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The danger of abrupt terminations in long-term psychotherapy due to ethical complaints
5th International Conference on Psychiatrist, Geriatric Psychiatry and Counseling Psychology
December 08-09, 2016 San Antonio, USA

Paulina Fuentes Moad


Scientific Tracks Abstracts: J Psychiatry


Contemporary contexts of psychotherapy highlight the importance of �??safety�?? in the therapeutic relationship. It is imperative to understand what �??safety�?? means to our patients/clients, as well as to us as providers, in order to provide the highest quality of care. While the frame and limitations of the therapeutic context provide certain psychological safety, it is also a set up that is bounded to rules and regulations that can challenge the therapy/counseling relationship in particular situations. In order to protect the wellbeing of the general public, ethical bodies implement guidelines and policies that can force psychotherapists to stop their practices, temporarily or permanently, immediately. The shattered sense of safety and transgression to the self, that such traumatic ruptures can unravel in our patients/clients, regardless of their diagnosis or lack of them, is atrocious; particularly in therapies that acknowledge and work with transference and countertrasference. The unpreparedness to deal with traumatic ruptures raises questions and concerns about how we can better think and act when dealing with such situations, whether it happens to us, or by being the subsequent therapist of people who have suffered abuse in therapy or traumatic ruptures. This presentation explores hypothetic and real scenarios of people who are victims of abrupt termination of therapy or supervision due to ethical boundary violations. It describes the horrors that, such patients are exposed to and provides clinical guidelines and advice to subsequent therapists and survivors in order to better understand such a pervasive type of trauma that is often concealed.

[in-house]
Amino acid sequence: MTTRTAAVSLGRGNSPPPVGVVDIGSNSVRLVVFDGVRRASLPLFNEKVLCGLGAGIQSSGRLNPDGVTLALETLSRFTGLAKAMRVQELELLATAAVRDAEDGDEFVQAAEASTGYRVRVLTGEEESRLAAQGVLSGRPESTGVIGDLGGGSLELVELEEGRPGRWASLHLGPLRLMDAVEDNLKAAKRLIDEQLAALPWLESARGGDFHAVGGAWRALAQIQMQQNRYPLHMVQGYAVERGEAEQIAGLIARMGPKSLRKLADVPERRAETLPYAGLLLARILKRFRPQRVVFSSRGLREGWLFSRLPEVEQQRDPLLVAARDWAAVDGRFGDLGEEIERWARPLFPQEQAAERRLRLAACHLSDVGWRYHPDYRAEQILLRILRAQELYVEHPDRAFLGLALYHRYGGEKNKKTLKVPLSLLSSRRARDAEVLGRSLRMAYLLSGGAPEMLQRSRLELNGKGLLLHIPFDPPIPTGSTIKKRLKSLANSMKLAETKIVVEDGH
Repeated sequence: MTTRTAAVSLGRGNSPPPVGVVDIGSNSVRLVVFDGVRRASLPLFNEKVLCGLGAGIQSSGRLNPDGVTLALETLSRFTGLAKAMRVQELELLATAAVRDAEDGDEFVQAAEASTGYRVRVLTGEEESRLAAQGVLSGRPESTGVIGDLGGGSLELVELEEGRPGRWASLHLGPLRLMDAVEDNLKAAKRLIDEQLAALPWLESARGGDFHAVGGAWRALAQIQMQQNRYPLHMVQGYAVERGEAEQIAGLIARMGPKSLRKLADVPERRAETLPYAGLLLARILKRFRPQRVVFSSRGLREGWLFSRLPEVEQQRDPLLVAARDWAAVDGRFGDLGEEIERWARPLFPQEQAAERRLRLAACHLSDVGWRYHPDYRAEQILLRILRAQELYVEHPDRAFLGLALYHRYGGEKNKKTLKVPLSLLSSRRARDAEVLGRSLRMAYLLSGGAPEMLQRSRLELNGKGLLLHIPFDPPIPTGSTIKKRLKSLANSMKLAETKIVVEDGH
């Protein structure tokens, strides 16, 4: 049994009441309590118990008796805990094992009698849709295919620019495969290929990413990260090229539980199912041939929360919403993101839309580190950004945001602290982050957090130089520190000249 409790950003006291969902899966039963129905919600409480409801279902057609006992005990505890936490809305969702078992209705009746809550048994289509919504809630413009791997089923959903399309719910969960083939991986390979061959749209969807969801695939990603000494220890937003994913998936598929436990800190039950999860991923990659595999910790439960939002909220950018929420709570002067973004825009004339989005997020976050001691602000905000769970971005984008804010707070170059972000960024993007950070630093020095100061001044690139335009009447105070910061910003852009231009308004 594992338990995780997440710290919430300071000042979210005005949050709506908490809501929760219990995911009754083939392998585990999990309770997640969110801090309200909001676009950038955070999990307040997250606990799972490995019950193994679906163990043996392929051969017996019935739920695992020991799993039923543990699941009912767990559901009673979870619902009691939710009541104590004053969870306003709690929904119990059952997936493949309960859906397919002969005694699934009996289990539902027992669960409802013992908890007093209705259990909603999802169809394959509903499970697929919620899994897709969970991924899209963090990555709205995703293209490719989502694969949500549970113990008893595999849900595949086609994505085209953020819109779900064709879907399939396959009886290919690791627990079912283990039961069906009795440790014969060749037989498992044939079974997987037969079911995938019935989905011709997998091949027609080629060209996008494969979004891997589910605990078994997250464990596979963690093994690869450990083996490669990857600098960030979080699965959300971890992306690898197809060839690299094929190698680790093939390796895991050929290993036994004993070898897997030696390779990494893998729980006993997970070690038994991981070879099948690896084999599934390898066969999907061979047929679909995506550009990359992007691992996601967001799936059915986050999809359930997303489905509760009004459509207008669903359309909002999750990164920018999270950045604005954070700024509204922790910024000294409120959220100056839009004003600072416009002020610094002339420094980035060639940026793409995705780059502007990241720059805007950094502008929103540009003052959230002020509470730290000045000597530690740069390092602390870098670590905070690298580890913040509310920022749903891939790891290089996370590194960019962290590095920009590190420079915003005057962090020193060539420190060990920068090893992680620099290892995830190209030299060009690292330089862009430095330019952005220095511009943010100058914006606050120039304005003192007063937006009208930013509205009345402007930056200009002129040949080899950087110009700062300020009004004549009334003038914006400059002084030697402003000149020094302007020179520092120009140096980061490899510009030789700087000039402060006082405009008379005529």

Biography :

Paulina Fuentes Moad, PsyD, is a Boston-based Doctor in psychology, has spent most of her professional life examining the different methods of communication that can help people speak their truth. In radio, she served as a co-host and presenter for the talk show “NAMI Latino y la Comunidad.” She is the Director and Founder of “Vive Con Vida, A.C.,” which provides mental health education via online tools and media. She has trained in different treatment modalities, such as psychodynamic and behavioral therapy, and completed her internship at Massachusetts General Hospital/Harvard Medical School at the MGH Chelsea Healthcare Center.